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Origin, fate and TRAnsport modelling of NItrate in the Varaždin ALluvial aquifer



Project title: Origin, fate and TRAnsport modelling of NItrate in the Varaždin ALluvial aquifer
Principal Investigator: Tamara Marković
Duration of the project: 4 years
Begining of the project: 01/03/2017
Granting agency: Croatian Science Foundation (HRZZ)
Project web page: http://projects.hgi-cgs.hr/tranital//




Nitrate is a compound of nitrogen that occurs naturally in moderate concentrations in many aquatic environments. Higher concentrations of nitrate in groundwater are typically caused by anthropogenic activities including nitrogen compounds from synthetic fertilizers and manure used in agriculture, septic systems and other waste waters. All over the world, high concentrations of nitrate are observed and can cause deterioration of groundwater and surface freshwater quality and that poses a serious problem for drinking water supplies and contributes to the process of eutrophication. Since problems relating to high nitrate concentrations occurred in the world, intensive investigation of source, distribution and fate of nitrate and nitrogen related species have been conducted. An interdisciplinary approach was developed to study the spatio-temporal dynamics, fate and sources of nitrate in the aquifer systems at the catchment scale. In response to high nitrate concentration problems, environmental policies have been implemented in the European Union legislation including the Nitrates Directive 91/676/EEC and the Groundwater Directive 2006/118/EC which prohibits that nitrate concentrations in aquifers exceed the mandatory limit of 50 mg/L and requires the actions to be taken in order to reverse or prevent any infringement. The same legislation is valid also in the Croatia. In some parts of Croatia, uncontrolled and extensive production is causing the pollution of groundwater with nitrate. An example of area with high nitrogen content in groundwater is the surrounding area of the town of Varaždin. This area is densely populated with industrial and extensive agricultural production. Farmers are producing high amounts of agricultural products such as corn, cabbage, potatoes etc. Poultry farming is extensive, especially fattening of chickens, quails and pheasants, also breeding of hens. Demands for drinking and industrial water rise because of growing production. High concentrations of nitrate caused the shutting down of the pumping site ‘’Varaždin’’. The research area comprises the catchment area of the pumping sites ‘’Varaždin’’ and ‘’Vinokoščak’’. The aquifer of the research area is composed of gravel and sand with variable portions of silt and it is formed during Pleistocene and Holocene as the result of accumulation processes of the Drava River. A semipermeable layer, mainly composed of silt and clay, splits the aquifer into two layers – upper and lower aquifer. The recharge of the upper aquifer occurs by means of precipitation infiltration and percolation of surface water. The general groundwater flow direction is NW-SE and is parallel to the Drava River. The covering layer of the aquifer is not continuously developed. In the research area, it rarely exceeds two meters, while often it completely disappears. Such conditions are favourable if they are considered from the aspect of aquifer recharge, but at the same time tiny covering layer composed of clay, silt and sand particles mixed with various content of organic matter, make the aquifer quite vulnerable. The previous research that has been conducted in the proposed study area dealing with nitrates was from hydrogeological or agricultural points of view. The proposed systematic interdisciplinary research on fate and distribution of nitrate in the aquifer has never conducted before. The research will include researchers from different fields using different approaches of studying denitrification and nitrification processes in the systems such as an alluvial aquifer:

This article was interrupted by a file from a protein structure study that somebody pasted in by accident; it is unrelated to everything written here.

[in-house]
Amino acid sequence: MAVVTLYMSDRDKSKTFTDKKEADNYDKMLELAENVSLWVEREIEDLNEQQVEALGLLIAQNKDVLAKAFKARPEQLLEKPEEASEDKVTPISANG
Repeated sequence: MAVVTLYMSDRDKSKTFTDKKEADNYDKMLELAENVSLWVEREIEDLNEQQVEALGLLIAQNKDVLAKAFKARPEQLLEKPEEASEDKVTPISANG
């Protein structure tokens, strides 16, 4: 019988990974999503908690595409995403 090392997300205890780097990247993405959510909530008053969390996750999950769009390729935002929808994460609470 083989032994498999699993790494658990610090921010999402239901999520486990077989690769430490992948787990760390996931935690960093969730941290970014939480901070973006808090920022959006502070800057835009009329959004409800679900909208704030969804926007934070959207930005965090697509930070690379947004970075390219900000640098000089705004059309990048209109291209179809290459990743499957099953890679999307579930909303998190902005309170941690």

1. To develop multi-parametric approach to characterize alluvial aquifer hydraulic properties and chemical, isotopic and microbiological properties of groundwater.
  2. To define the role of surface waters on aquifer recharge and nitrogen cycle.
  3. To define the soil’s mineral, chemical and microbiological properties and its role in nitrogen cycle.
  4. To identify the sources of nitrate that causes the groundwater quality deterioration and the processes that may assist in groundwater natural purification
  5. To establish numerical model of groundwater flow and transport of nitrate in the alluvial aquifer
  6. Transfer of knowledge about nitrate origin, fate and transport in the alluvial aquifer.

The main goal of the TRANITAL project is to provide scientifically justified approach and transfer of knowledge between scientists of different disciplines who will study aquifers with high nitrate concentrations which deteriorate groundwater quality and to transfer the knowledge to decision makers and local water-use groups to ensure environmentally sustainable management of water resources and agricultural production.